And it is a subsidy that does not need to be extended. Consider an exchange between Senator Richard Burr (R-NC) and Secretary of Energy Steven Chu during the Secretary's confirmation hearing. Senator Burr suggested that the existing loan guarantee program was so poorly run that utilities were being forced to build reactors without the loan guarantees.
Emblematic of the subsidy-first mentality of modern U.S. energy policy, the conclusion was not that this demonstrates the market viability of nuclear power but that the subsidy program should be more workable. They were inviting government dependence.
And that is the problem with loan guarantees: They distort normal market forces and encourage government dependence.
How Loan Guarantees Distort the Market
One problem with the larger national economic debate is that we too often act as if money--or, more accurately in this example, savings or capital--grows on trees. It comes from real people who have saved and invested and exists in finite amounts. By subsidizing a portion of the actual cost of a project through a loan guarantee, the government is actually distorting the allocation of resources by directing capital away from a more competitive project.
This signals to industry (be it nuclear, wind, clean coal, natural gas, or anything else) that it does not have to be competitive. It reduces incentives to manage risk and be independent, innovative, and efficient. Loan guarantees also distort the risk of failure businesses traditionally take into account when financing a project. The end result will be a new nuclear, wind, or solar industry that is built for the short run and not sustainable.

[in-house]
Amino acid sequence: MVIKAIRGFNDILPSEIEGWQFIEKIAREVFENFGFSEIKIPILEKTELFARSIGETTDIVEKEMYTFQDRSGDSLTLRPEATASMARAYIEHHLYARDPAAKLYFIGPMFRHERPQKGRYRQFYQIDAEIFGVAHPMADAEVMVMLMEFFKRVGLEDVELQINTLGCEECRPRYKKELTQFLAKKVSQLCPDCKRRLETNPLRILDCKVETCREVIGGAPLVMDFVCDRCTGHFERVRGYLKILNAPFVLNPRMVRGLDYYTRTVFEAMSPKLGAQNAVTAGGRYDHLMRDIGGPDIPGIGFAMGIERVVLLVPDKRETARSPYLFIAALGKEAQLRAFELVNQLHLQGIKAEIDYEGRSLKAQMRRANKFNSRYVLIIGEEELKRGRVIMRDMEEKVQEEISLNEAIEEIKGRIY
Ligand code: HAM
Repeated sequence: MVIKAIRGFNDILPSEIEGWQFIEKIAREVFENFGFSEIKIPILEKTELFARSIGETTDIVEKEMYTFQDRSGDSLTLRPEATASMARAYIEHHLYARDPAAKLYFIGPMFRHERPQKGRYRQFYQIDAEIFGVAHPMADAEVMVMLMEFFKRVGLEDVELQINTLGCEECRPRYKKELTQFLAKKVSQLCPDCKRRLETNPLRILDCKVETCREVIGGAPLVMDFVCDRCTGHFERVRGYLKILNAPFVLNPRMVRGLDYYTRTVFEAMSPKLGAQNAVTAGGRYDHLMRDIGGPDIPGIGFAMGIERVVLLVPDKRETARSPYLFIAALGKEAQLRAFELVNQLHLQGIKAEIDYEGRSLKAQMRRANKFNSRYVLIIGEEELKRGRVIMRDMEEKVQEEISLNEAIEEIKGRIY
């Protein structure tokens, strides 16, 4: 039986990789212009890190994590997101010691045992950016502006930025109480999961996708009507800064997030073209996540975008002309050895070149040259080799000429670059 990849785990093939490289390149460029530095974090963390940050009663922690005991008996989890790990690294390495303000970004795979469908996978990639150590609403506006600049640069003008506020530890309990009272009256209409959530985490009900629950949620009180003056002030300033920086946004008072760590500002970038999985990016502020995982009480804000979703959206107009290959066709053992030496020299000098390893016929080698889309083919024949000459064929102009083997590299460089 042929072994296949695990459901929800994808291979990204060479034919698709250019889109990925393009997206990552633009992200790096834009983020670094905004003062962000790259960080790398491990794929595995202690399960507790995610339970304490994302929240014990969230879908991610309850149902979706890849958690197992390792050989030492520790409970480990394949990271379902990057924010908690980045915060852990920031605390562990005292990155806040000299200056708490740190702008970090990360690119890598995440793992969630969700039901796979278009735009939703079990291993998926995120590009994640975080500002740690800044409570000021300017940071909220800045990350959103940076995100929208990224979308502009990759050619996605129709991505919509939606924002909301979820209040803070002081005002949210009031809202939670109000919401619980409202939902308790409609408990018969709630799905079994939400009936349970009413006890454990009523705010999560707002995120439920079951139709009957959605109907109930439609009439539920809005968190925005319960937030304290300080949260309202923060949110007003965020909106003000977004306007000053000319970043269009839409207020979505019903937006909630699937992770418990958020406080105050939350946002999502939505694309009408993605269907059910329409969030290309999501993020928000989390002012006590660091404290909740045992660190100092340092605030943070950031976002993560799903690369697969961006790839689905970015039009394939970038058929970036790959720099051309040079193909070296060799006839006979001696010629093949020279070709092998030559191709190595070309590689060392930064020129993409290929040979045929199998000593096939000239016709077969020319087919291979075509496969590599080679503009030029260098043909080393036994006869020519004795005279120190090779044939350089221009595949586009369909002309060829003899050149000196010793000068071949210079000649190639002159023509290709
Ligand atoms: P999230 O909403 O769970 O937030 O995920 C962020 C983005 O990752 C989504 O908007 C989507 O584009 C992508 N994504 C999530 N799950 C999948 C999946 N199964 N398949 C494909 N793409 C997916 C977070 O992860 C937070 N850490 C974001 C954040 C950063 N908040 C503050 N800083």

While a loan guarantee may be good for the near-term interests of the individual guarantee recipient, it is not good for consumers, taxpayers, or long-term competitiveness.
Loan Guarantees specifically distort the market because:
They remove incentives to decrease costs. The loan guarantee discounts the cost to build a project, and this artificial price reduction allows the recipient's project to be market viable at a point where it otherwise would not be. The consumer will eventually have to pay for this artificial reduction either through higher prices once the subsidy is removed or by being denied access to the less expensive technology that the guarantee recipient displaced. Eventually, these inefficiencies will result in higher electricity prices for consumers.